Petropavlovsk has been thrown into fresh turmoil after the Russian-focused gold producer was blocked from making a payment on one of its bonds when the UK targeted its main lender with sanctions.
The London-listed miner said it was prohibited from making a $560,000 interest payment due on Friday after the UK froze the assets of its main lender Gazprombank.
“The company is urgently considering with its advisers the implications for the group’s activities and financing arrangements resulting from Gazprombank being designated for the purposes of an asset freeze,” the company said in a statement.
Petropavlovsk, which mines gold in Russia’s far east and has its headquarters in Moscow, has borrowings and gold sale agreements with the banking arm of the Russian gas giant.
These include a $200mn loan and an $86.7mn credit line. In addition, Gazprombank also buys and sells all of its gold production, which last year topped more than 500,000 ounces, worth more than $1bn at current prices.
Petropavlovsk said the sanctions prohibited the sale of gold to Gazprombank, adding that the “restrictions on purchasing and selling gold in Russia may make it challenging to find an alternative purchaser”.
Peel Hunt analyst Peter Mallin-Jones said the Gazprombank asset freeze had effectively stopped Petropavlovsk from being “able to service its outstanding debt” and made it “considerably” harder to sell its gold.
“Petropavlovsk has just seen its operations get substantially more complex. This interrupts its ability to sell its gold as well as raising material risks around the ability to refinance its November 2022 bond,” he said.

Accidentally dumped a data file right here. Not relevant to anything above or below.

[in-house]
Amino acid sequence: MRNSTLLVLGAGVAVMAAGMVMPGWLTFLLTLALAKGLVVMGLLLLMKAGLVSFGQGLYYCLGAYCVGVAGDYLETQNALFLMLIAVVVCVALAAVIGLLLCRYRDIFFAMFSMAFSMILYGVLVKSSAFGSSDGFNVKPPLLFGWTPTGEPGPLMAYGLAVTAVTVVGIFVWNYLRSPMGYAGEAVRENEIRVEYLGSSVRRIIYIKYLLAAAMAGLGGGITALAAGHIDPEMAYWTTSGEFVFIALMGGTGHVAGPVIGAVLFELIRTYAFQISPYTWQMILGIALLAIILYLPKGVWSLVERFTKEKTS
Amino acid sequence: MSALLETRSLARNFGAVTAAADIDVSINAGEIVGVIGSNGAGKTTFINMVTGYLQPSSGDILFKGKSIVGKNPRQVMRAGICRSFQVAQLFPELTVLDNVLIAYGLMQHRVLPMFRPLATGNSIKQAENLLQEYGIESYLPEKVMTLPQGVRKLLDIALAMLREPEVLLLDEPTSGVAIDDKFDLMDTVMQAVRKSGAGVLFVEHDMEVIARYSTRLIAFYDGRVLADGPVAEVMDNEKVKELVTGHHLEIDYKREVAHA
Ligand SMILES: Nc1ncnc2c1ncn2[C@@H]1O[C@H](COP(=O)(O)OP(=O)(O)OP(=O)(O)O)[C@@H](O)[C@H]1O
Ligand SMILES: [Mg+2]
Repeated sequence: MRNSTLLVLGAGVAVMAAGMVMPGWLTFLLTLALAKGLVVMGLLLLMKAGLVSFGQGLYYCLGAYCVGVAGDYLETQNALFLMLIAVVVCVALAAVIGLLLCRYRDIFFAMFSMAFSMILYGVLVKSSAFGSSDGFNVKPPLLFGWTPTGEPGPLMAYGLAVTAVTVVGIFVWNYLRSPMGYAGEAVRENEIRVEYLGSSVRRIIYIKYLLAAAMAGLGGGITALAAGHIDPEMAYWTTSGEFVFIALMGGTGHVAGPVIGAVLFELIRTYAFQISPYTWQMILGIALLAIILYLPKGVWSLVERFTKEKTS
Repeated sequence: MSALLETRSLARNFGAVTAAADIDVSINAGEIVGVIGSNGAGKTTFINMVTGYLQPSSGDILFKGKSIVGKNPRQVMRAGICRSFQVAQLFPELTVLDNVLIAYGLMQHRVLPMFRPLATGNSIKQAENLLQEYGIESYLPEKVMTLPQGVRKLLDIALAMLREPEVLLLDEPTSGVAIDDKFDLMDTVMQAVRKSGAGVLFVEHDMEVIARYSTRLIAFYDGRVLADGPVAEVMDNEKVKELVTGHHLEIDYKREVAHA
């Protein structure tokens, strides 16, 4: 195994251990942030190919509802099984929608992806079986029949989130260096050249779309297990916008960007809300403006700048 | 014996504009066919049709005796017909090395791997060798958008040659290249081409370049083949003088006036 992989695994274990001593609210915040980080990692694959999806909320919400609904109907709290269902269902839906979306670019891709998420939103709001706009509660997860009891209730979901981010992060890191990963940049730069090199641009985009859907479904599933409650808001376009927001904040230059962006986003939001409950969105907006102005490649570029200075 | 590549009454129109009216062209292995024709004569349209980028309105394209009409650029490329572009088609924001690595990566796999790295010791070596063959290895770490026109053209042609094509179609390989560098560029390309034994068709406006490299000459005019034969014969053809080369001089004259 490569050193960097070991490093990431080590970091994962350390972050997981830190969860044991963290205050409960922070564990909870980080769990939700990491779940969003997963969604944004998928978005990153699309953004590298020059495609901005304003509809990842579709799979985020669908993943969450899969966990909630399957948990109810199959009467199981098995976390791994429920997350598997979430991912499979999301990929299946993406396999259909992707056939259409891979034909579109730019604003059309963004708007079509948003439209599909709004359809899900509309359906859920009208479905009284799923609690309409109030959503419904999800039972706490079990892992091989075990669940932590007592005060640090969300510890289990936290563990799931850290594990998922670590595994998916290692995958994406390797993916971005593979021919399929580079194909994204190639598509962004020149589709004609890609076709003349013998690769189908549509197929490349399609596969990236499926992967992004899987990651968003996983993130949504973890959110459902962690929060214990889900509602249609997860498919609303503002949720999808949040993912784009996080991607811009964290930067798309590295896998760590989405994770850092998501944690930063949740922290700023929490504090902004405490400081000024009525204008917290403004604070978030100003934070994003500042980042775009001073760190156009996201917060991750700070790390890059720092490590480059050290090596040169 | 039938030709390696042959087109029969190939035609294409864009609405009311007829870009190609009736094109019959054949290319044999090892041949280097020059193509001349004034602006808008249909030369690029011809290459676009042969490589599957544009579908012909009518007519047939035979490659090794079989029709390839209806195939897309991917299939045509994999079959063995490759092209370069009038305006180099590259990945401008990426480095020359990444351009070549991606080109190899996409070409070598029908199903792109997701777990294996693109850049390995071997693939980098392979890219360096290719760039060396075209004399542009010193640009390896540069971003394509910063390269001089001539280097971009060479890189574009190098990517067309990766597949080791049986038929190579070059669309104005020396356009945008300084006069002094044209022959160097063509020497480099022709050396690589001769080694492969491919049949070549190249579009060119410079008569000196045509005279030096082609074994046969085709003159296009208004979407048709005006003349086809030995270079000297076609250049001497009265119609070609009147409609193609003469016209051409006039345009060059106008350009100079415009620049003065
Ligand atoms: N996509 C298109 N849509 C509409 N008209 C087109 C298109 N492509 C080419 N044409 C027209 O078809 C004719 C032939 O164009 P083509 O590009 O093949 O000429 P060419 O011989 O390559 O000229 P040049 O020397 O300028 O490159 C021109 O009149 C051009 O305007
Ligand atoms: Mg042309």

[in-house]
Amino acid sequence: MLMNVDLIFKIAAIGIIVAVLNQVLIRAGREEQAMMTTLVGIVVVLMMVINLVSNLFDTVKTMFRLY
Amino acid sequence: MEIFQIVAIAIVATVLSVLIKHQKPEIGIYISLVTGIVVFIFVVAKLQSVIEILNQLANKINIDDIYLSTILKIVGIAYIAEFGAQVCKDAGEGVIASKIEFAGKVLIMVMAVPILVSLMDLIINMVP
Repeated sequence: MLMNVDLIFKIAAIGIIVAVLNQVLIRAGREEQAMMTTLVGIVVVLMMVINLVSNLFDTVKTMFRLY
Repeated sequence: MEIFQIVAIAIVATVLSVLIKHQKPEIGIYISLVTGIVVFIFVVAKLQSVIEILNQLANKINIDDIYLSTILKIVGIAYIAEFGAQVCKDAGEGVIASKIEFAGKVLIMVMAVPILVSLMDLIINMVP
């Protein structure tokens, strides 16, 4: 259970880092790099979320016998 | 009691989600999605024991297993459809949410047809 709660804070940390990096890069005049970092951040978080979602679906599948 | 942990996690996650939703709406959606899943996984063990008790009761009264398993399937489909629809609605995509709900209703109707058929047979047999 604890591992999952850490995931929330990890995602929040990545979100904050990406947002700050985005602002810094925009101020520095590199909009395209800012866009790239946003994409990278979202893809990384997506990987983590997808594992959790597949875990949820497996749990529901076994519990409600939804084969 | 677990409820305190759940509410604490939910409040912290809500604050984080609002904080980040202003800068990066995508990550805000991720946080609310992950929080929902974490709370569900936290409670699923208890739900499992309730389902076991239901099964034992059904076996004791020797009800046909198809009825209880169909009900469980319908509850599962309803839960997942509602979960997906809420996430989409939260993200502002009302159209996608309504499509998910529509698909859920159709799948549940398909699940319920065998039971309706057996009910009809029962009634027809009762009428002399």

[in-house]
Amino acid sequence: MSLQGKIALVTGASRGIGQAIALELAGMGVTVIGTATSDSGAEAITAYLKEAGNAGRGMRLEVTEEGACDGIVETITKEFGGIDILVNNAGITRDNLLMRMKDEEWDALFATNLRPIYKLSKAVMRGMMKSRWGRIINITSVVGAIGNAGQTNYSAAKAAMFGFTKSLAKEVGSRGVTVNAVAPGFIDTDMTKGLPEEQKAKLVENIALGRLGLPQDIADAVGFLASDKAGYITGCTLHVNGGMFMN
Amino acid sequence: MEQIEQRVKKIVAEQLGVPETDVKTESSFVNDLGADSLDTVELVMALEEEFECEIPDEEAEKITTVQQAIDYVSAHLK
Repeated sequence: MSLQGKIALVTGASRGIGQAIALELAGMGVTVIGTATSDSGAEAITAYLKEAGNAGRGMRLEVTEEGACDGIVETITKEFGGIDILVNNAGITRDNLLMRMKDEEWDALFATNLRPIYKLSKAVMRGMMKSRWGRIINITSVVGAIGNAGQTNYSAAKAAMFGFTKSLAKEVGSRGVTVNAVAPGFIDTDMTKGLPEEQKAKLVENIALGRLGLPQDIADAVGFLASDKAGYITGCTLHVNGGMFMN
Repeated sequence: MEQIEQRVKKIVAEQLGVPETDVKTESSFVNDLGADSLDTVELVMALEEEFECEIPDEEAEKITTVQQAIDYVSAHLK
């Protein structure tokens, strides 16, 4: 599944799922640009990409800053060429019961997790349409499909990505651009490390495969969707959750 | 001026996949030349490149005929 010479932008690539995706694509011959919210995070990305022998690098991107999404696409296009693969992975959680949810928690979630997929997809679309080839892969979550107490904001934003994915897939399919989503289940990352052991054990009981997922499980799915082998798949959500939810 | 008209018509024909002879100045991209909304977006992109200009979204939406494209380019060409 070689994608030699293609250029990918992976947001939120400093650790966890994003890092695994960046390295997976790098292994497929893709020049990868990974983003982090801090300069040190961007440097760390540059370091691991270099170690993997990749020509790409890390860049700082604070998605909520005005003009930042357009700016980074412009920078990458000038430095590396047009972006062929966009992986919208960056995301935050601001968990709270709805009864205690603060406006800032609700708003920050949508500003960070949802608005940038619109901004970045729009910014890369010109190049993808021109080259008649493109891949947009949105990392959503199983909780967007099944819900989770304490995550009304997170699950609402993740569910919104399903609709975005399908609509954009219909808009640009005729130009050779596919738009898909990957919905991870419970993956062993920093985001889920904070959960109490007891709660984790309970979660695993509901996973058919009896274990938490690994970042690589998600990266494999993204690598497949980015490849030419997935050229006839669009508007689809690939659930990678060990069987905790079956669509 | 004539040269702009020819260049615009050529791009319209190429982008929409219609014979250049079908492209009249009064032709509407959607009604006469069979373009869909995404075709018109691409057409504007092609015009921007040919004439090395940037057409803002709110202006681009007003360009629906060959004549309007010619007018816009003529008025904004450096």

There is just over $300mn of principal outstanding on the bond and analysts reckon the company will be forced to refinance with Russian banks. But with Russian interest rates at 20 per cent this will be expensive and a drain on cash resources.
“With the Russian Central Bank having recently announced it is willing to act as a buyer of Russian mined gold, it may be that this ends up being the buyer of last resort for Petropavlovsk’s gold,” said Mallin-Jones.
Shares in Petropavlovsk have plunged almost 90 per cent since Russia’s February 24 invasion of Ukraine, leaving the group with a market value of £70mn. They were down 17 per cent to 1.41p on Friday. At the end of June, the company’s net debt stood at more than $530mn.
The company has also been ejected from the FTSE 250 index and is set to be deleted from all FTSE indices after many brokers refused to trade shares in companies with significant Russian assets.
Petropavlovsk’s biggest shareholder UGC, a Russian gold company, dumped its holding earlier this month. It was picked up by a Russian billionaire who part owns Credit Bank of Moscow, another sanctioned lender.
Petropavlovsk was founded in 1994 by Pavel Maslovskiy and Peter Hambro, a scion of the London banking dynasty.
It has been become best known for a succession of bitter shareholder spats involving Russian and Kazakh billionaires.
In the most recent episode, the company’s co-founder Pavel Maslovskiy and several other directors were ousted from the board after UGC, which is owned by Russian businessman Konstantin Strukov, voted against them.
The boardroom coup saw a new management team parachuted in to run the business. It is led by Denis Alexandrov, former head of Highland Gold, a Russian miner in which Roman Abramovich once had a large stake.
Petropavlovsk’s most valuable asset is a state of the art pressure oxidation plant, one of just two in Russia. Commissioned in late 2018, the so-called pox hub allows it to produce gold from refractory ore, which is difficult to process but abundant in Russia.
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